How Much Sunlight Is Equivalent to Vitamin D Supplementation?
Now is the winter of our vitamin D discontent.
Vitamin D is essential for bone mineralization and may have other health benefits. Experts disagree on the serum vitamin D level necessary to maintain health. Some recommend concentrations above 30 ng/mL and consider the range between 20 and 30 ng/mL insufficient and concentrations lower than 20 ng/mL deficient. By this reckoning, many Americans are vitamin D insufficient or deficient. Because it is difficult to obtain enough vitamin D from food intake, oral supplements and sunlight have been recommended for individuals with low serum D levels. The suggested dose for supplements is 400 to 1000 IU/day. It has been suggested that a few minutes of sunlight each day to the face, neck, hands, and arms are all that is necessary to restore vitamin D sufficiency, but the amount of sunlight required for photoconversion of 7-dehydrocholesterol to pre–vitamin D varies considerably depending on a person’s age, Fitzpatrick sun-reactive skin type, geographic location, and season. (The six Fitzpatrick skin types classify sensitivity to ultraviolet light; skin type I is fair skin that always burns, never tans; type III is darker white skin that burns and tans; type V is brown skin that rarely burns, tans easily.) Investigators employed the FastRT computational tool to predict the length of daily exposure required to obtain the sunlight equivalent of 400 and 1000 IU oral vitamin D supplementation.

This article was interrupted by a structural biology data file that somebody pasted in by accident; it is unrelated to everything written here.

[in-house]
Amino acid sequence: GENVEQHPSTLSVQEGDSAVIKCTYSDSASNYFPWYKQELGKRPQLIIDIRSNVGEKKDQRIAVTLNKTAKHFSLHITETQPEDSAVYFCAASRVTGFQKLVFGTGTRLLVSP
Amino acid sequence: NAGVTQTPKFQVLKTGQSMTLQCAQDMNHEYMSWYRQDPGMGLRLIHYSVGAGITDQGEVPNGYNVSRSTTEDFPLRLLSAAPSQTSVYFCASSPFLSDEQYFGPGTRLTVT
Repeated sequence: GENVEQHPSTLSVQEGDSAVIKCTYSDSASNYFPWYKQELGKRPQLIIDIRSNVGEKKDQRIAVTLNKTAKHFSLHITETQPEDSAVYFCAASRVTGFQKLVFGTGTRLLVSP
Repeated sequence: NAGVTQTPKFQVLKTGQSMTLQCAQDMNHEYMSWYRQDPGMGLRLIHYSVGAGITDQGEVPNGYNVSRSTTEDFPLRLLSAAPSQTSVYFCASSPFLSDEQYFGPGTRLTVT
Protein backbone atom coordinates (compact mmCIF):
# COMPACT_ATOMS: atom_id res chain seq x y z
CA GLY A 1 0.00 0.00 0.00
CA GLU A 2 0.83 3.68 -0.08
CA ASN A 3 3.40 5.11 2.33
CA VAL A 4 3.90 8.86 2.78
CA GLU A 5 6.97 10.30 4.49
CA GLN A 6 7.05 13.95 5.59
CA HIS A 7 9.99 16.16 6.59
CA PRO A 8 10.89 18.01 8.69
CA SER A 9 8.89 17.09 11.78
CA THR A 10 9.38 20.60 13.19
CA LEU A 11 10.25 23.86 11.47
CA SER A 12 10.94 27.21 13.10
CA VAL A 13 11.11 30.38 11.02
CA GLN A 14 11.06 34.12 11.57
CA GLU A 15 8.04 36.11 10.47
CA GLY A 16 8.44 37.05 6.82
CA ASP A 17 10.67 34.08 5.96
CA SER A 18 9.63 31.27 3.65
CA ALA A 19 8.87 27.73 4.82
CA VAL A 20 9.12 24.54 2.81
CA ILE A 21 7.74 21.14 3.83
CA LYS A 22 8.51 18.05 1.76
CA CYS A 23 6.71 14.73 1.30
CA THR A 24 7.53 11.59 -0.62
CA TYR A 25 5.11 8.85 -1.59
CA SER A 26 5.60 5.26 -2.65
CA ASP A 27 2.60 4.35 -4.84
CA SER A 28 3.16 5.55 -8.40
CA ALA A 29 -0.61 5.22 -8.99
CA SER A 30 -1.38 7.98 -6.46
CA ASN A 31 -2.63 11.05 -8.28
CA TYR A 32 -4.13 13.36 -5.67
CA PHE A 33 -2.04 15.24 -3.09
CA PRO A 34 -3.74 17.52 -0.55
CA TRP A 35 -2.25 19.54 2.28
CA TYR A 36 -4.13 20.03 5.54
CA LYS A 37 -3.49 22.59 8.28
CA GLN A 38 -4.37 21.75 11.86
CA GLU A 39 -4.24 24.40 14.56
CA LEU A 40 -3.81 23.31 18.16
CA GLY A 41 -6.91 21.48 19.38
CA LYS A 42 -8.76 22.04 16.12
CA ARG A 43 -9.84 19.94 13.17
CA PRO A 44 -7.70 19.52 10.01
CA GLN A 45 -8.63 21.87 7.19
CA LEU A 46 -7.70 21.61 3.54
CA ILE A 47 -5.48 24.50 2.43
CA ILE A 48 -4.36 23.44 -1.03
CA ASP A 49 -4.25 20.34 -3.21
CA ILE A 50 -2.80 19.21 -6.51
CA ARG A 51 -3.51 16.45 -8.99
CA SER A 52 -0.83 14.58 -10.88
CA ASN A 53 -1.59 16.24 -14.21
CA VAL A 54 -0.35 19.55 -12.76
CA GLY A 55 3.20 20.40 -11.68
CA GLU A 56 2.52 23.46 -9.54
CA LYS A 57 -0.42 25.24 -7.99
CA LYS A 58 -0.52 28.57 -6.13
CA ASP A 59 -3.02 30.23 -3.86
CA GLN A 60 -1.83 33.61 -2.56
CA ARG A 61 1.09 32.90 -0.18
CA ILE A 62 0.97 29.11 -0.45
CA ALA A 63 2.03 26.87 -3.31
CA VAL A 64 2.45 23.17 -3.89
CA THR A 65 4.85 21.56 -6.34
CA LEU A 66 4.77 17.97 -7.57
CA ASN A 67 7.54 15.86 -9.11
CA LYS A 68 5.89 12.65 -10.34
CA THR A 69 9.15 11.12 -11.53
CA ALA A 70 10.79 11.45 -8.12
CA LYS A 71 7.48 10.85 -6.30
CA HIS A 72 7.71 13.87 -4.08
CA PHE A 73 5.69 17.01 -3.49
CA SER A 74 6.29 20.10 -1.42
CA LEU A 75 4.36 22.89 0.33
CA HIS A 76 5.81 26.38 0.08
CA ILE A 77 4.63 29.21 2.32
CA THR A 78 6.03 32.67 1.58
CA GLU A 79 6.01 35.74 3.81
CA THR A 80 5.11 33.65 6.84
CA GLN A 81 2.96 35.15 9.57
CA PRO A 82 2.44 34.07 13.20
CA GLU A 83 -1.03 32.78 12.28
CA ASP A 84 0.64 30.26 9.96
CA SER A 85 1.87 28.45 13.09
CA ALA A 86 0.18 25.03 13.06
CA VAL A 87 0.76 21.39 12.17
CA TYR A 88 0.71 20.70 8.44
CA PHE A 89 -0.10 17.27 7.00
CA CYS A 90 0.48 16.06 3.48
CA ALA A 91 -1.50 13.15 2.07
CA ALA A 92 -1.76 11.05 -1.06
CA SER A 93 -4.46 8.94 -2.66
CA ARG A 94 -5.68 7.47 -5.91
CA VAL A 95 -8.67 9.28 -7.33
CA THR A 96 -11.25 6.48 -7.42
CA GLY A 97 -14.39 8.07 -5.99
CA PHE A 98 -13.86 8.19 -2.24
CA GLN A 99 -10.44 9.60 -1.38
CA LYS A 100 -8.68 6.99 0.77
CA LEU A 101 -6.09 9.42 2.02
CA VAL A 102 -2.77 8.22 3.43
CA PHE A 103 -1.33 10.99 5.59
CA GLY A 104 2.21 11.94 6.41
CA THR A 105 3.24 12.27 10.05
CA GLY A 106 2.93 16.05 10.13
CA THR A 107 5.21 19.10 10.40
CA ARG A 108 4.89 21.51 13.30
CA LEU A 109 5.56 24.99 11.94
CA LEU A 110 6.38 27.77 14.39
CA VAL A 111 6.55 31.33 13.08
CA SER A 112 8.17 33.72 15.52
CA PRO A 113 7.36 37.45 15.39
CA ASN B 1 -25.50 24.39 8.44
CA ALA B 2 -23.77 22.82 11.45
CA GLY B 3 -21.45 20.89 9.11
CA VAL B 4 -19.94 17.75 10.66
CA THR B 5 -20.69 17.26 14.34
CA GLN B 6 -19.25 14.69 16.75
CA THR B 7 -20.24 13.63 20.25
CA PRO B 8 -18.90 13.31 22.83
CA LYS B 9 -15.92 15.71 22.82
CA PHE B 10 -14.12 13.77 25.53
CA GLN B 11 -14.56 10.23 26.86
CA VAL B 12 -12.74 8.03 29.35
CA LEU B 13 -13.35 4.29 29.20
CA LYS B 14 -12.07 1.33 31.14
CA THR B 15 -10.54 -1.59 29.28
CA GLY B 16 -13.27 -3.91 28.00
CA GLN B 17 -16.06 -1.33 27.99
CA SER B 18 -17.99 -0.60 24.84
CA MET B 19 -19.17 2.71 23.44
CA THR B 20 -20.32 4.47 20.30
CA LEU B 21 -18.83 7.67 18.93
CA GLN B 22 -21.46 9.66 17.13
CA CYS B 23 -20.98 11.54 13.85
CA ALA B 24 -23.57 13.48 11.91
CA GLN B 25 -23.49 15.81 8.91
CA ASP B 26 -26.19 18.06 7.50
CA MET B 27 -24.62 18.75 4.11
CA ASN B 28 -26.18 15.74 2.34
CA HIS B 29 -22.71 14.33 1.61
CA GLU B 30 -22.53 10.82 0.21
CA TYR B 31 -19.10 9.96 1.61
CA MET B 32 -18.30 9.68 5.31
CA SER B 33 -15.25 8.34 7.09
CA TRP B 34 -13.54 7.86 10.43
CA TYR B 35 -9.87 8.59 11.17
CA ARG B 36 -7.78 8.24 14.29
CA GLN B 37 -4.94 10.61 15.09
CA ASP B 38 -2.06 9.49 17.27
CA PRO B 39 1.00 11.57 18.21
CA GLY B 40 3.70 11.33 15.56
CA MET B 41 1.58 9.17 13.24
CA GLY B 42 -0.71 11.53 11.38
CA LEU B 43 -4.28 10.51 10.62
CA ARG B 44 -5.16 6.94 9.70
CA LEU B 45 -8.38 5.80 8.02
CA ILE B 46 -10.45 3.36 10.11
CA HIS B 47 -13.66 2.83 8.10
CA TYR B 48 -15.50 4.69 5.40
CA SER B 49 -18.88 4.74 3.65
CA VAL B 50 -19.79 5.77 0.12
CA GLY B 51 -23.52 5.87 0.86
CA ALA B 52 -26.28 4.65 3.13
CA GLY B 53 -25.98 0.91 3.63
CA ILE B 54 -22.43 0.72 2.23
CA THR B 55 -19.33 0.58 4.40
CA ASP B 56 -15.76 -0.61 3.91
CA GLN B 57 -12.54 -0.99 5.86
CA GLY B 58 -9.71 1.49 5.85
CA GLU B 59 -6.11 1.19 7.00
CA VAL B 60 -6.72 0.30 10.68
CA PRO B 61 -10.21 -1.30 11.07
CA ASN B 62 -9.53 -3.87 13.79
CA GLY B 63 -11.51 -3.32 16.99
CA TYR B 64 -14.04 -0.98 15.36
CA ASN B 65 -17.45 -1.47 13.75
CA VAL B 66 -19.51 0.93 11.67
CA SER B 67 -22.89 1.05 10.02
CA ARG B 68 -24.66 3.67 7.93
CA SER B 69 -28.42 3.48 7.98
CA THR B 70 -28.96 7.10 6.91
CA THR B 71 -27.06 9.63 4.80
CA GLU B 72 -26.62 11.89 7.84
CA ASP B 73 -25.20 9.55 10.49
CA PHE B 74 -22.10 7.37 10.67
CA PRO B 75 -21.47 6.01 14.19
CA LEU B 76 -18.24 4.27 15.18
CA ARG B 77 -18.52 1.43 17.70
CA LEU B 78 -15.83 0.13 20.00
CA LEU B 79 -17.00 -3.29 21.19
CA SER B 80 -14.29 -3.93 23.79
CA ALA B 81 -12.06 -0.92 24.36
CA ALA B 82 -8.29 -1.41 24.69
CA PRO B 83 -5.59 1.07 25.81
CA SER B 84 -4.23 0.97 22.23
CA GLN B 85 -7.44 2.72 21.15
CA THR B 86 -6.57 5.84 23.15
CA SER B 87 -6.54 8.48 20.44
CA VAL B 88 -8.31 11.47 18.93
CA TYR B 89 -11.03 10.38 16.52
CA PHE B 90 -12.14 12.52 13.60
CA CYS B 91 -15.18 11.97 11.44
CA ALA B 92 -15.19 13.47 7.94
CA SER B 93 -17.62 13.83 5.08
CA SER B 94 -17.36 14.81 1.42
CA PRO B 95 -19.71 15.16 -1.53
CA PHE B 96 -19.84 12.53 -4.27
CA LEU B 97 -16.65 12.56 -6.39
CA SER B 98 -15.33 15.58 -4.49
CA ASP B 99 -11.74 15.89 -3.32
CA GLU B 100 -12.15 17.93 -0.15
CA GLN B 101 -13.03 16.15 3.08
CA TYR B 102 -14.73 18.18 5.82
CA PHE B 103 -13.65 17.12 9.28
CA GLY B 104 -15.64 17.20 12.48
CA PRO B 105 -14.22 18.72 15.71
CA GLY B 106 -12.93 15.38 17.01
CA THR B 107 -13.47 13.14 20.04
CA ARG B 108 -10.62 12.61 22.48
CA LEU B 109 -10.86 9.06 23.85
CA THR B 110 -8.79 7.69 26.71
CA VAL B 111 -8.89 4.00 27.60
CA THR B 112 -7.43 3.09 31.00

At noon in Miami, someone with Fitzpatrick skin type III would require 6 minutes to synthesize 1000 IU of vitamin D in the summer and 15 minutes in the winter. Someone with skin type V would need 15 and 29 minutes, respectively. At noon in the summer in Boston, necessary exposure times approximate those in Miami, but in winter, it would take about 1 hour for type III skin and 2 hours for type V skin to synthesize 1000 IU of D. After 2 PM in the winter in Boston, it is impossible for even someone with Fitzpatrick type I skin to receive enough sun to equal even 400 IU of vitamin D.
Comment: These findings raise serious questions about the recommendation that a “little bit” of outdoor sun exposure is sufficient to maintain adequate vitamin D levels. Moreover, predictions of the time required to achieve adequate vitamin D photosynthesis are probably underestimates, because it is unlikely that people would walk around Boston for an hour or two in the winter with face, neck, and arms exposed. These findings corroborate other observations (e.g., J Clin Endocrinol Metab 2007; 92:2130) that cast doubt on sun exposure as a way to prevent vitamin D deficiency.
Published in Journal Watch Dermatology June 4, 2010
Terushkin V et al. Estimated equivalency of vitamin D production from natural sun exposure versus oral vitamin D supplementation across seasons at two US latitudes. J Am Acad Dermatol2010 Jun; 62:929.e1 [PubMed Abstract].